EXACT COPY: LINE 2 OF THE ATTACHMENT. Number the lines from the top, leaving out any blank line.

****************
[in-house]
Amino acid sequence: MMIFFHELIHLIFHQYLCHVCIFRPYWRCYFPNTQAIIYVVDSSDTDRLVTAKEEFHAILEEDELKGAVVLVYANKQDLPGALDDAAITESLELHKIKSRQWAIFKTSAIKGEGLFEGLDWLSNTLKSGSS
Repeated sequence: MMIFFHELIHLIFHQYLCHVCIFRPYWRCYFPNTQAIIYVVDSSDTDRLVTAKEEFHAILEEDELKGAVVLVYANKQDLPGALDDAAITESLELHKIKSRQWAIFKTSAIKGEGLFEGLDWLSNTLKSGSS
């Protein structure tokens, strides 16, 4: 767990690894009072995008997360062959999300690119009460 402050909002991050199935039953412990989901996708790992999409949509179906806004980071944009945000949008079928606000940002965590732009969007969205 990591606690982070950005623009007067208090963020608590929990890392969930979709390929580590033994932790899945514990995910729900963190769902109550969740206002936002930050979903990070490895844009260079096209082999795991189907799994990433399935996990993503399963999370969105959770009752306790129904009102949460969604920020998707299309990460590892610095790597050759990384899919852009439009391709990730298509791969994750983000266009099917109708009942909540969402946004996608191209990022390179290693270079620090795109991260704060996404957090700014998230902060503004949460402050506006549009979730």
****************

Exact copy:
Amino acid sequence: MMIFFHELIHLIFHQYLCHVCIFRPYWRCYFPNTQAIIYVVDSSDTDRLVTAKEEFHAILEEDELKGAVVLVYANKQDLPGALDDAAITESLELHKIKSRQWAIFKTSAIKGEGLFEGLDWLSNTLKSGSS